Leptospirosis is a bacterial disease we don’t hear about much but it is arguably the most likely preventable disease which dogs could pick up anywhere in Victoria and without knowing it. This is not a disease generally spread directly dog to dog; dogs get infected when they drink standing water or damp grass or vegetation which has been contaminated with the infected urine of urban wildlife such as rats, raccoons, mice, squirrels and also river otters.
That common wildlife are asymptomatic carriers of the spirochete bacteria Leptospira (many strains exist), and when they pass infected urine into the environment, Leptospira can live in cool damp conditions for up to six weeks. Dogs drinking out of puddles or eating grass may get infected unknowingly with Leptospirosis, and become severely ill and may die of liver or kidney infections. It is a difficult organism to definitively diagnose in a sick pet and another concern is that you, the owner, could potentially become infected if you are cleaning up the messes of your sick pet. For this reason, we strongly believe that all dogs should get an annual vaccine against Leptospirosis.
Leptospirosis is considered to be an emerging urban disease across North America as our cities become havens for urban wildlife and in 2014/2015 there were many new cases reported in dogs Victoria and the Saanich Peninsula. At McKenzie Veterinary Services we have always considered Leptospirosis an important core vaccine for dogs. It is generally given at 12 and 16 weeks of age in puppies and annually in adult dogs. The newer generation Leptospirosis vaccines rarely cause side effects.
Rabies is also a concern in dogs just as it is in cats. It has been estimated that 25,000 people around the world die annually from rabies. The majority of deaths are in children bitten by feral dogs in Africa, India and Asia. Again we are fortunate to have very few carriers of rabies here on Vancouver Island, only know carriers here are bat and BC bat biologists estimate that only 1 in 900 bats in BC carry rabies. The reason why dogs should be vaccinated is because, if a dog bites a human, and that dog has no history of a current rabies vaccine, it may come to pass that it would be euthanized and it’s brain tissue sent to a lab to definitively determine if that dog had passed rabies onto the human. Without prompt treatment most animals and humans that contract rabies will die. Rabies is given in puppies at 12 or 16 weeks, at one year and then boosted every three years. It is also required for all international travel.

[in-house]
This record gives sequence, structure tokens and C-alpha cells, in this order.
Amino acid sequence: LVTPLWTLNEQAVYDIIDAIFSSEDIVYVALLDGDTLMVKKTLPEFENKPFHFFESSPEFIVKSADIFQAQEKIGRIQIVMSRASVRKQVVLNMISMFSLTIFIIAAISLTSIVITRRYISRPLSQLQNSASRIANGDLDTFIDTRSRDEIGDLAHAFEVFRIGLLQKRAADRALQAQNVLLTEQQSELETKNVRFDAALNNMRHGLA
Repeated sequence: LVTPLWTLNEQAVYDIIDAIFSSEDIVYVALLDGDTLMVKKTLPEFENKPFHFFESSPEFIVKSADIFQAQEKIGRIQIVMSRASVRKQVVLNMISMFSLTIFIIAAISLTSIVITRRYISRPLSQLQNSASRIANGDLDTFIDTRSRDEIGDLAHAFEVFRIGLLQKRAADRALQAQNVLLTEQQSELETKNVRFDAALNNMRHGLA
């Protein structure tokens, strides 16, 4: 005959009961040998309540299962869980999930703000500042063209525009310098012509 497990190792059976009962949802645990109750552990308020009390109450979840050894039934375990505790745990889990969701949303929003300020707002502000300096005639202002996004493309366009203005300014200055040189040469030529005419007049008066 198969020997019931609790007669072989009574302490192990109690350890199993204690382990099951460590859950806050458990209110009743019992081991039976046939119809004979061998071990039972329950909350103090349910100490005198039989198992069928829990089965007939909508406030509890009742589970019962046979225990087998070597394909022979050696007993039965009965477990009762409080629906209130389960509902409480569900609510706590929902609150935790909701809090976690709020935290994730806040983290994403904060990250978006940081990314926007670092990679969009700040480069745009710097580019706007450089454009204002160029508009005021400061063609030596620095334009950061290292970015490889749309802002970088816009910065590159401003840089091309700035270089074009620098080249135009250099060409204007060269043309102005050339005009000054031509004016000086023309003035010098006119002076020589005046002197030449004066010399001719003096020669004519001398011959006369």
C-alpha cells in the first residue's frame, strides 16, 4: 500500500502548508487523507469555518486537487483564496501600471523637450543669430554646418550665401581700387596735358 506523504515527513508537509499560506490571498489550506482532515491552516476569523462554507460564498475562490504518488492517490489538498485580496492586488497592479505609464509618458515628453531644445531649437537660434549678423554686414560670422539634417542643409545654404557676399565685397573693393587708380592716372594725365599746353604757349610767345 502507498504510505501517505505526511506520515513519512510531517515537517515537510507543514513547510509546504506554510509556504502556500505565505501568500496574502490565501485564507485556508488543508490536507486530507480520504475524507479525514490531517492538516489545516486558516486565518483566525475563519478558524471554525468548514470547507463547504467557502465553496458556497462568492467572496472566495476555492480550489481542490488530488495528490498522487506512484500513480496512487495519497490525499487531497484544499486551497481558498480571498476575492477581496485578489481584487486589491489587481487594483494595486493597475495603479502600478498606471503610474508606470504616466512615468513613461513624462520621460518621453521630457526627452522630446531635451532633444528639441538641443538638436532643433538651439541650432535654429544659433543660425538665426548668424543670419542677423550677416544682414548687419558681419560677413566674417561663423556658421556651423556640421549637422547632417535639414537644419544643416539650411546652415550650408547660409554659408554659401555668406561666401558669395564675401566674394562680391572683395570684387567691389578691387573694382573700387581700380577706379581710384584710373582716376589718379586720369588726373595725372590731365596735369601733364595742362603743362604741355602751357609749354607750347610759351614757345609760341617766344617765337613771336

There are two canine vaccines which we feel are non-core vaccines, meaning we recommend them only when your dog’s exposure to disease may be higher than normal for this area. One non-core vaccine is for Lyme Disease (Borreliosis) which in our area is uncommon and spread through Ixodes acificus, the Black-Legged Tick. If your dog spends a good deal of time in the woods and parks in our region and receives many tick bites per year, then we may recommend that your dog get this annual vaccine.
Two other tick born diseases, Ehrlichiosis and Anaplasmosis are known to be present in ticks on southern Vancouver Island. Vets at McKenzie Veterinary Services recently published a case report of Anaplasmosis in a dog that had never left Vancouver Island (link to our web article on Ticks). There are no vaccines against these diseases, thankfully they are very rare here.
We also consider vaccinating against so-called “Kennel Cough” to be a non-core vaccination. This vaccination may be required for dogs attending doggy daycare, dog shows, obedience classes, field trials and for kenneling purposes. Many different bacteria and viruses can potentially trigger the infectious tracheitis/bronchitis seen during kennel cough outbreaks in our area. The kennel cough vaccines are not always effective in preventing disease, just as the human flu shot does not always confer cross-protection against every strain of flu virus. Furthermore, when dogs are infected they rarely experience more than a harsh, honking cough lasting 5 to 7. Thus, it is unclear if there is a great benefit to giving this vaccine annually unless a dog is in higher risk situations where they are constant close contact with other dogs. Discuss with your veterinarian your dogs’ exposure to other dogs and other events or activities they are involved in before considering the merits of this vaccination.